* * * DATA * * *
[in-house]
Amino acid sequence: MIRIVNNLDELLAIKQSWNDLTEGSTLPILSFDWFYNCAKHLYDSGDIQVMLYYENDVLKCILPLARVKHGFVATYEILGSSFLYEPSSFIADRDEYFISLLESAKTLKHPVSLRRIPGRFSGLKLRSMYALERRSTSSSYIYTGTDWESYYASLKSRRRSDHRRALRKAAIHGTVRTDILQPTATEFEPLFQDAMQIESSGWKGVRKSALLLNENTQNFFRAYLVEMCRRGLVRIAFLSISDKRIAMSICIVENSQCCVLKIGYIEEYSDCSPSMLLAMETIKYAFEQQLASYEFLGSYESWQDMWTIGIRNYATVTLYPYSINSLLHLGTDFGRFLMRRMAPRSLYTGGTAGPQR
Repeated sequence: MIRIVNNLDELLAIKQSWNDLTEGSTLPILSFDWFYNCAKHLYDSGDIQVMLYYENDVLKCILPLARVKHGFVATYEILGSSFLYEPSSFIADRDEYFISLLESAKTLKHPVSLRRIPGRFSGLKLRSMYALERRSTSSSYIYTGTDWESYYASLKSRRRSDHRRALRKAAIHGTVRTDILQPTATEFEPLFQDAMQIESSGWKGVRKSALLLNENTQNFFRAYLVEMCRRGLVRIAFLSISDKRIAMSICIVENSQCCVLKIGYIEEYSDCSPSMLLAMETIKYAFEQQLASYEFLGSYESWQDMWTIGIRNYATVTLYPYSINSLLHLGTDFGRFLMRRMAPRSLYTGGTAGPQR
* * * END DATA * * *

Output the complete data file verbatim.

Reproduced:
[in-house]
Amino acid sequence: MIRIVNNLDELLAIKQSWNDLTEGSTLPILSFDWFYNCAKHLYDSGDIQVMLYYENDVLKCILPLARVKHGFVATYEILGSSFLYEPSSFIADRDEYFISLLESAKTLKHPVSLRRIPGRFSGLKLRSMYALERRSTSSSYIYTGTDWESYYASLKSRRRSDHRRALRKAAIHGTVRTDILQPTATEFEPLFQDAMQIESSGWKGVRKSALLLNENTQNFFRAYLVEMCRRGLVRIAFLSISDKRIAMSICIVENSQCCVLKIGYIEEYSDCSPSMLLAMETIKYAFEQQLASYEFLGSYESWQDMWTIGIRNYATVTLYPYSINSLLHLGTDFGRFLMRRMAPRSLYTGGTAGPQR
Repeated sequence: MIRIVNNLDELLAIKQSWNDLTEGSTLPILSFDWFYNCAKHLYDSGDIQVMLYYENDVLKCILPLARVKHGFVATYEILGSSFLYEPSSFIADRDEYFISLLESAKTLKHPVSLRRIPGRFSGLKLRSMYALERRSTSSSYIYTGTDWESYYASLKSRRRSDHRRALRKAAIHGTVRTDILQPTATEFEPLFQDAMQIESSGWKGVRKSALLLNENTQNFFRAYLVEMCRRGLVRIAFLSISDKRIAMSICIVENSQCCVLKIGYIEEYSDCSPSMLLAMETIKYAFEQQLASYEFLGSYESWQDMWTIGIRNYATVTLYPYSINSLLHLGTDFGRFLMRRMAPRSLYTGGTAGPQR